Luzerne County is seeking proposals from companies interested in overseeing a 911 emergency radio system upgrade estimated at $20 million.
Proposals are due Oct. 22, according to a purchasing department posting at www.luzernecounty.org.
The switch from a 20-year-old analog system to a digital one is necessary because equipment support for the radio transmitters and receivers that allow emergency responders to exchange messages will end Dec. 31, 2020, officials have said. The system won’t automatically shut down on that date, but replacement parts have become increasingly difficult to find because they are no longer manufactured.
The consultant must identify needed equipment, write a proposed request-for-proposals seeking a company to supply it, and make sure the project is properly implemented on schedule, the posting states.
County 911 Executive Director Fred Rosencrans said an overseer is warranted due to the complexity of the project and the number of agencies involved.
The center dispatches and handles administrative and emergency calls for 76 municipalities in the 890-square-mile county, which is covered by approximately 174 police, fire and emergency medical service agencies. These outside agencies must be equipped with new portable and mobile radio equipment, although officials say they will encourage municipalities to seek casino gambling funding or other grants to help pay for their share.
A county loan may be considered next June to fund the project, officials said. As a major capital expense, it would not be part of the proposed 2019 general fund operating budget that will be presented next month. However, additional debt repayments, if any, would be incorporated in future operating budgets.
It’s unclear if the possibility of new borrowing and refinancing next year will be impacted by the county’s late 2017 audit.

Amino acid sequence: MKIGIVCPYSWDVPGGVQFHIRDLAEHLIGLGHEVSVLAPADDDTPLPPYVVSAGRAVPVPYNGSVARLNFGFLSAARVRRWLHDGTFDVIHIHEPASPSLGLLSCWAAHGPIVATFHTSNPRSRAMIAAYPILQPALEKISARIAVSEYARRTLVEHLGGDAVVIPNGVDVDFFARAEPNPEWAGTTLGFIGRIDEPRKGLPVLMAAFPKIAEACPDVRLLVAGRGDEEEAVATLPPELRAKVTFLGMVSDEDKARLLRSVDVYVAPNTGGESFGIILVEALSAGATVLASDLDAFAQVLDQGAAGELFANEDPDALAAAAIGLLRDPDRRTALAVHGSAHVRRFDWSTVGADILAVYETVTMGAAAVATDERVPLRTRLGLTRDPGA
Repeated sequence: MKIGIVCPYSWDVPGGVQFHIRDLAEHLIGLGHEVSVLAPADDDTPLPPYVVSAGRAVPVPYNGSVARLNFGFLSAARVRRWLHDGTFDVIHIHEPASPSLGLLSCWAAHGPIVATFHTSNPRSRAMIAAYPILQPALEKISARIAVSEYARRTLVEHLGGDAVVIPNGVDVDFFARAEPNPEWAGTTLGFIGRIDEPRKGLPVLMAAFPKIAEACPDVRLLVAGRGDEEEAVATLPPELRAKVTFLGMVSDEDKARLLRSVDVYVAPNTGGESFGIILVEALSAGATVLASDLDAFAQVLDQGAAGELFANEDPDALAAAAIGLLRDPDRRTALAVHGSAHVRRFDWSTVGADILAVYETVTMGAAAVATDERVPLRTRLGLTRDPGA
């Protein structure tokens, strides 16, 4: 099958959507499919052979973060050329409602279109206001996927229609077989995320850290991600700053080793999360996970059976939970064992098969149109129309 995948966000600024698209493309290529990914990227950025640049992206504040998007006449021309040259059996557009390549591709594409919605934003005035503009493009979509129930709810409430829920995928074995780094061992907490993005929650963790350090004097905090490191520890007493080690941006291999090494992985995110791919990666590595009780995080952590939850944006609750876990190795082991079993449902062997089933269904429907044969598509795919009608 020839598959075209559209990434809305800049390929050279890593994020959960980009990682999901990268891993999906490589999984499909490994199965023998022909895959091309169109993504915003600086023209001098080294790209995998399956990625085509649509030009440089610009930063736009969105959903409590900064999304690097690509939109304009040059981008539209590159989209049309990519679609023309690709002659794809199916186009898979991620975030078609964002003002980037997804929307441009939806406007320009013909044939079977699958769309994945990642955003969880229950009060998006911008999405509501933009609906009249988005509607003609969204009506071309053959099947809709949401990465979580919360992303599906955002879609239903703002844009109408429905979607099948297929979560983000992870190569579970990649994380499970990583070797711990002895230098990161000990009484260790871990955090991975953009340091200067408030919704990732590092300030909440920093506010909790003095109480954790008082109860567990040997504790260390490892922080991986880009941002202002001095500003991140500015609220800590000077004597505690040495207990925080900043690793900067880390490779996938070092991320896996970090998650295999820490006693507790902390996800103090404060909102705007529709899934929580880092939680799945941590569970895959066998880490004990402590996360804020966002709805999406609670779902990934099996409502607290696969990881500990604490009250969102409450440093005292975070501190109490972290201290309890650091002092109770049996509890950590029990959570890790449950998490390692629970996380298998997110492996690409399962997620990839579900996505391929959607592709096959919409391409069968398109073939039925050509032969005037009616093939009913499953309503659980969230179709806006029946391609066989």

The audit is not on Tuesday’s council meeting agenda because it is still undergoing a final review by the auditor, officials said.
Financial investors expect an audit by Sept. 30, and delays could negatively impact the interest rates on future borrowing/refinancing and the county’s credit rating.
Council Chairman Tim McGinley said he was informed the audit should be released Friday.
County Manager C. David Pedri had informed council in May the audit would not be completed by the home rule government’s June 30 deadline due to Children and Youth financial-record issues.
Councilwoman Linda McClosky Houck said Friday she has several concerns. An audit covering Children and Youth has been completed, but it is “qualified” and will cause the county’s overall audit to receive that label, she said. The county’s home rule charter requires “unqualified” audits that are more thorough and meet generally accepted accounting standards.
McClosky Houck said the Children and Youth portion also is lacking a detailed explanation of the fiscal problems encountered in the agency’s records and a discussion and analysis from management that is expected under accounting standards.
McGinley said a special council meeting may be scheduled so council does not have to wait until the the Oct. 9 meeting to discuss the final report.
Reach Jennifer Learn-Andes at 570-991-6388 or on Twitter @TLJenLearnAndes.